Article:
“We didn’t even know each other when we were stationed there,” Lancaster said, recalling that her deployment was nearly over when the attack happened.
Dyer said she was beyond green back then. “It was my fifth day there. We were locked down.”
Through the softened lens of years, for two survivors of the Khobar Towers attack the tragedy became the very reason they found themselves working together, both in leadership roles at the sole state-side military mortuary — serving the fallen.
When asked if the attack galvanized their sense of belonging in the Air Force: “Definitely, it’s the reason I still serve,” said Lancaster. “It’s a big reason I’m still here,” echoed Dyer. They both said it was the rallying together and the will to fight that defined them, not the bomb’s blast.
Electa Wright, who was a “one-striper Airman” when the Khobar Towers attack happened, is now a retired senior master sergeant continuing to serve at AFMAO as a licensed mortuary technician.
In 1996, her knowledge of the Khobar Towers was nil.
“I didn’t even know where it was,” she confessed, quickly acknowledging how intimate her understanding of the place soon became. In response to the attack, she served 14-hour days on orders as a much-needed Reservist at the old Port Mortuary. “It was my job to take the fallen members from station to station; to stay with them throughout the process.”
Wright said somewhere in the long and daunting days following the attack, when 19 fallen Servicemembers passed through the care of the old ‘Port Mort,’ she found a purpose in providing that final care to fellow service members.
Opening the pouch containing human remains days after and thousands of miles away from the attack, Wright recalled 20 years later how she was forever changed.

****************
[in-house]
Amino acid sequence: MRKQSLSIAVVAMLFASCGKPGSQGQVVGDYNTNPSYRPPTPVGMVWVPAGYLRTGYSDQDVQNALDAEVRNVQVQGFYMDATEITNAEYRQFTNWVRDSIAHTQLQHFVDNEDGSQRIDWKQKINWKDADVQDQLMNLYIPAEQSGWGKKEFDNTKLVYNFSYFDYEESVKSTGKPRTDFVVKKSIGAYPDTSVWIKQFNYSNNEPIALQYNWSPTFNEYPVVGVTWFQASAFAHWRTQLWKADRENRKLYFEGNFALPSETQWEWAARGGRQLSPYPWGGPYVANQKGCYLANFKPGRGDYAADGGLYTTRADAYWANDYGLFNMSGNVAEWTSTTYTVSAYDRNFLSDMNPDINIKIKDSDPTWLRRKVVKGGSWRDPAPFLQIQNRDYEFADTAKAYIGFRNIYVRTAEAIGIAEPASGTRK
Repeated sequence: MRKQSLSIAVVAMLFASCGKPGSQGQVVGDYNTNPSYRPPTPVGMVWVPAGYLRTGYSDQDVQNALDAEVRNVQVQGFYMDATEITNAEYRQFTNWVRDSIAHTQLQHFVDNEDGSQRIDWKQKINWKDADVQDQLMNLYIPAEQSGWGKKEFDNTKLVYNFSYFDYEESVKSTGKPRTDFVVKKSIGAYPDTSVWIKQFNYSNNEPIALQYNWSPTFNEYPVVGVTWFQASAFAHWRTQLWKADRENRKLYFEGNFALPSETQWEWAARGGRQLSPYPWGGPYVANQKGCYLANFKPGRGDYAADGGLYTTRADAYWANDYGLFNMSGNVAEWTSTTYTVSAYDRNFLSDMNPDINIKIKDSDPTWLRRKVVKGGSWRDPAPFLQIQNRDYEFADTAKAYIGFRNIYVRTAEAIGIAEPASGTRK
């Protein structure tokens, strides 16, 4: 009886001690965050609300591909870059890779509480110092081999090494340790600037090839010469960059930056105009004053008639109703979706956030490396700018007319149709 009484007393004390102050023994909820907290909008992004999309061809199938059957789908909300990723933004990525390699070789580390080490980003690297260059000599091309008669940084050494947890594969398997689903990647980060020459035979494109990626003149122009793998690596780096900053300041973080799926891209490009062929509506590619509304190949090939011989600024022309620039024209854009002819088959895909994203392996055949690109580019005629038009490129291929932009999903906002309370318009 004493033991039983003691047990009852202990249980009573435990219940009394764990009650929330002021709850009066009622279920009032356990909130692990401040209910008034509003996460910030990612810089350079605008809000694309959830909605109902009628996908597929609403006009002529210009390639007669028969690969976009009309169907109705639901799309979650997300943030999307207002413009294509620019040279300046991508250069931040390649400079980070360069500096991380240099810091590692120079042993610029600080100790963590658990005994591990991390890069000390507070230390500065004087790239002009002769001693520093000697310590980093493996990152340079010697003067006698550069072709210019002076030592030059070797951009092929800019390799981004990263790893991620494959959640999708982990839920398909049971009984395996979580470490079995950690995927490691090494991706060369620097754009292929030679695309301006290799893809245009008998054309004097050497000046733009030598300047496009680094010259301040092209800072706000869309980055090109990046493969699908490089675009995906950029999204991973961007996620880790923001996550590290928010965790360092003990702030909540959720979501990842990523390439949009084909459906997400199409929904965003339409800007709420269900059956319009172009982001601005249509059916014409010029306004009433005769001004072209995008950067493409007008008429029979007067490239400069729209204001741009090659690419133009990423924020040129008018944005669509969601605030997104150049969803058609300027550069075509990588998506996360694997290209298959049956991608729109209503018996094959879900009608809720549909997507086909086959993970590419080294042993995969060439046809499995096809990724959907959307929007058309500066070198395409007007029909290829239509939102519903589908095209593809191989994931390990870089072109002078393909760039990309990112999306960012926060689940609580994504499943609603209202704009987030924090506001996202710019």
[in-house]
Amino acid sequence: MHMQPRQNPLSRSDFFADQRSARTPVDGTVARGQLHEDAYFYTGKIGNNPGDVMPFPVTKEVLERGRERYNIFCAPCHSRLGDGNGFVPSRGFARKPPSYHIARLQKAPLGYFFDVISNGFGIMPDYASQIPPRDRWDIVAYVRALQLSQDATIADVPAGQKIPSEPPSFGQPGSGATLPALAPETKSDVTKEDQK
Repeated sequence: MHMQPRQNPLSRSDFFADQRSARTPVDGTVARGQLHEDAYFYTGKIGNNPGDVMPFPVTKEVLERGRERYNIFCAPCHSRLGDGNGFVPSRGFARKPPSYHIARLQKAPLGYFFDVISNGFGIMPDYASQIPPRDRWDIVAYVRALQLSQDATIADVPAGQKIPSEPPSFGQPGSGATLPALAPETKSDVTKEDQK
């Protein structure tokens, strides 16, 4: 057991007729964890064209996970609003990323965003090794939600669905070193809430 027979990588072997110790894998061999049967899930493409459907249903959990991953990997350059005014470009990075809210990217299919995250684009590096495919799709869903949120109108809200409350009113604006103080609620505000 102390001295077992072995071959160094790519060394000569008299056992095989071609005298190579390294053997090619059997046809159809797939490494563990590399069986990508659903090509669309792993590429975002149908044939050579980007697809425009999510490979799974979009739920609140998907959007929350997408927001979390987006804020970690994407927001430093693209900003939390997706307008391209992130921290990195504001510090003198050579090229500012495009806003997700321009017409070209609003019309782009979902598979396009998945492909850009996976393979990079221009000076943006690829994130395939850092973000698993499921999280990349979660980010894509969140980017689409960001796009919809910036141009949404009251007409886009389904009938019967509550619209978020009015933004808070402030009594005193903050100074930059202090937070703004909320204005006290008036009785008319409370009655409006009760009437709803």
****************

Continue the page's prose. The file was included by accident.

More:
A service member killed by the blast while sleeping in his bed; another so burned by the intense heat that he appeared frozen in a position of running for his life. Wright said she could still recall the colors of their shirts, and she could tell the one member was sleeping because, “He was curled up in the fetal position and his eyes were closed.”
On the night of the attack, Security Forces Airmen spotted a suspicious truck from a rooftop. After witnessing the driver running away, they began alerting residents.
Moments later … the explosion.
The carnage. The acts of heroism. The selflessness in the face of tragedy. The rallying of spirits. All permeated the base like the dust and debris.
Lancaster said everything, including the change of command, stopped because normalcy was needed most. Everyone focused on taking care of the wounded and the fallen — in getting them home — and nothing else mattered.
The remains were transported from Dhahran to Dover’s Port Mortuary. Airmen like Wright, the former one-striper, cleaned and dressed the remains, all to preserve their dignity and honor.
Back across thousands of miles of land and sea, it would be up to others to sift through debris, to ask questions like “Who?” and “Why?” Questions aimed at exposing all those responsible for the attack.
The first soluble steps at answering those questions would take 19 years.
In August 2015, a man suspected in the bombing was captured and identified as Ahmed al-Mughassil, the head of the military wing of Saudi Hezbollah, according to the U.S. State Department and the FBI. He is suspected of orchestrating the attack, which was the deadliest targeting of U.S. forces since the 1983 bombing of the U.S. Marines’ barracks in Beirut, when 241 American servicemen were killed. He has yet to face trial.
To survivors, the lingering question of whether justice will ever be served for the 19 killed and the nearly 500 others injured was answered on the day of the attack. No. Not ever.
“There can never be justice for that,” said Lancaster, who received a Purple Heart for wounds inflicted that day by shards of imploding glass. “It was a defining time for me. I’ve never forgotten it.”
About the author: Capt. Andre Bowser, is an Air Force Public Affairs Officer for the Air Force Mortuary Affairs Operations at Dover Air Force Base.